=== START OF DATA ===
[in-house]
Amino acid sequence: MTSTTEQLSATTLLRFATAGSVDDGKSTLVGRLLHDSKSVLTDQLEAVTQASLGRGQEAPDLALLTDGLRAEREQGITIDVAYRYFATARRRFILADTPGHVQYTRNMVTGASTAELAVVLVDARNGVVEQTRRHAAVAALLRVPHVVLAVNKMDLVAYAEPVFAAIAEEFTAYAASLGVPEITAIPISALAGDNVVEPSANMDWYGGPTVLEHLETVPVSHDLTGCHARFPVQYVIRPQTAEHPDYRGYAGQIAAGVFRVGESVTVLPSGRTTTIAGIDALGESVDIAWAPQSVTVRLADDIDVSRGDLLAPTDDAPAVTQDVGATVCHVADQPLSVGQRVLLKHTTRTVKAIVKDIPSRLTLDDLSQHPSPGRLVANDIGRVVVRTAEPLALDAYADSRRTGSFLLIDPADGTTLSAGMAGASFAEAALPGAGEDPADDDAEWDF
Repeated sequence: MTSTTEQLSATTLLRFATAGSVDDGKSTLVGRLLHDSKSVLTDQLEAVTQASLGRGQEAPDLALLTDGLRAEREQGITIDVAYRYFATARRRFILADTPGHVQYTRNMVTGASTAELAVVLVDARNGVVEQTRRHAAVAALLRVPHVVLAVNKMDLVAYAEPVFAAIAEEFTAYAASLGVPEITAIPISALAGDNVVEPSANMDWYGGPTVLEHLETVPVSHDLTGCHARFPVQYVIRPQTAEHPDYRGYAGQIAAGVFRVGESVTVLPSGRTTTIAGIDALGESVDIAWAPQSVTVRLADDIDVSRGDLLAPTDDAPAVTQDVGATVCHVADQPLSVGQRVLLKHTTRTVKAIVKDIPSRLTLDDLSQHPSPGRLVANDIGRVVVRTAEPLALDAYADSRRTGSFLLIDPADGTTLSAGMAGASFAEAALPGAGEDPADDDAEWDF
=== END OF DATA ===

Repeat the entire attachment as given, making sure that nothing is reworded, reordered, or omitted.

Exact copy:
[in-house]
Amino acid sequence: MTSTTEQLSATTLLRFATAGSVDDGKSTLVGRLLHDSKSVLTDQLEAVTQASLGRGQEAPDLALLTDGLRAEREQGITIDVAYRYFATARRRFILADTPGHVQYTRNMVTGASTAELAVVLVDARNGVVEQTRRHAAVAALLRVPHVVLAVNKMDLVAYAEPVFAAIAEEFTAYAASLGVPEITAIPISALAGDNVVEPSANMDWYGGPTVLEHLETVPVSHDLTGCHARFPVQYVIRPQTAEHPDYRGYAGQIAAGVFRVGESVTVLPSGRTTTIAGIDALGESVDIAWAPQSVTVRLADDIDVSRGDLLAPTDDAPAVTQDVGATVCHVADQPLSVGQRVLLKHTTRTVKAIVKDIPSRLTLDDLSQHPSPGRLVANDIGRVVVRTAEPLALDAYADSRRTGSFLLIDPADGTTLSAGMAGASFAEAALPGAGEDPADDDAEWDF
Repeated sequence: MTSTTEQLSATTLLRFATAGSVDDGKSTLVGRLLHDSKSVLTDQLEAVTQASLGRGQEAPDLALLTDGLRAEREQGITIDVAYRYFATARRRFILADTPGHVQYTRNMVTGASTAELAVVLVDARNGVVEQTRRHAAVAALLRVPHVVLAVNKMDLVAYAEPVFAAIAEEFTAYAASLGVPEITAIPISALAGDNVVEPSANMDWYGGPTVLEHLETVPVSHDLTGCHARFPVQYVIRPQTAEHPDYRGYAGQIAAGVFRVGESVTVLPSGRTTTIAGIDALGESVDIAWAPQSVTVRLADDIDVSRGDLLAPTDDAPAVTQDVGATVCHVADQPLSVGQRVLLKHTTRTVKAIVKDIPSRLTLDDLSQHPSPGRLVANDIGRVVVRTAEPLALDAYADSRRTGSFLLIDPADGTTLSAGMAGASFAEAALPGAGEDPADDDAEWDF